Dorchester Heights Park, Boston

”At this place the cannon brought by General Henry Knox from Fort Ticonderoga to deliver to General George Washington in the winter of 1775-1776 were used to force the British Army to evacuate Boston.”

Besides its historical role and significance, this is a quite neighbourhood park with views over South Boston, surrounded by rows of beautiful houses. Especially ambient at dusk, when the first city lights begin to flicker in the distance.

April 30th, 2017

Boston – First impressions

If Baltimore reminded me of an old aristocratic lady with a shrinking fortune, Boston is an old noble lady with her fortune intact. Her quiet, understated elegance exudes old money and confidence. A perfect hostess with impeccable manners, the kind that will welcome guests from all walks of life and make them feel at home. With a glass of forty year-old brandy in front of the fireplace, of course.

Charmed at first sight in Telegraph St. and Dorchester Heights, South Boston.

April 30th, 2017

A long day’s journey

It is said that the journey matters more than the destination. I don’t agree. I believe they play on equal terms, not least because the one cannot exist without the other. And the beauty of a journey is nowhere more apparent than looking out the window of a moving train. There is a whole world out there passing by, glimpse upon glimpse, frame upon frame, rail upon rail. Did you know that in Connecticut there is a place called New London, complete with its very own River Thames? Eugene O’Neill lived there for years. His family’s summer house and setting of his plays Ah, Wilderness! and Long Day’s Journey into Night, is still standing – a museum and national landmark. 

New York City to Boston on an Amtrak train.

April 30th, 2017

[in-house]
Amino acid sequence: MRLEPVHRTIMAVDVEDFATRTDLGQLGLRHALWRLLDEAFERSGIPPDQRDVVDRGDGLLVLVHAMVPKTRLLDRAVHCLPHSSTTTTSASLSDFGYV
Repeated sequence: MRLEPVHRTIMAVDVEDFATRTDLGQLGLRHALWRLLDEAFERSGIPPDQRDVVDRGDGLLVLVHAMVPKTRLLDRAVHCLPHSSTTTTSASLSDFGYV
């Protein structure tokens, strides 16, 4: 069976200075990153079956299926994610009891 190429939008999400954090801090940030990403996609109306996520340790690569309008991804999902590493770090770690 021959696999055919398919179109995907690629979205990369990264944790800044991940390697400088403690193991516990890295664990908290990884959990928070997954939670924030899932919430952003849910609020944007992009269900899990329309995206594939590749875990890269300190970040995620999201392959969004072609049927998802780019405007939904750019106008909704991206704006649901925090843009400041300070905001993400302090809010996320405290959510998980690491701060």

Before leaving Baltimore

We attempted to visit the B&O Railroad Museum but found it closed in preparation of the ”Day Out with Thomas” which, by the way, is coming back this year on April 27-29 and May 4-6.

Instead, we walked back to Penn Station, taking in some city views along the way. But one of the most striking features was Jonathan Borofsky’s much debated Male/Female, a 51-foot (15,5m) of a sculpture overlooking – or, as some would say, clashing with – the classic Beaux-Arts building of the train station. It all depends on the point of view, I guess. Personally, I rather like this dialogue between two giants and was glad to have discovered another artwork by Borofsky (the first one was ”Humanity in Motion” inside the Comcast Center lobby, in Philadelphia).

That’s a wrap of our two-day trip in Baltimore. But stay tuned for more travels, because next, we go to Boston!

April 27th, 2017


I don’t know if this tiny police station has a purpose other than putting a smile on the faces of passersby; it certainly is the cutest police station I’ve ever seen!

University Police, Community Outreach Police Station on W. Pratt St., Baltimore

April 27th, 2017

Seven Foot Knoll Lighthouse || Beacon of Freedom

”For most of its history Seven Foot Knoll Lighthouse was manned by keepers of the US Lighthouse Service, and later the US Coast Guard. As an isolated station, Seven Foot Knoll was designed for three keepers – a principal and two assistants – which allowed for regular rotations ashore.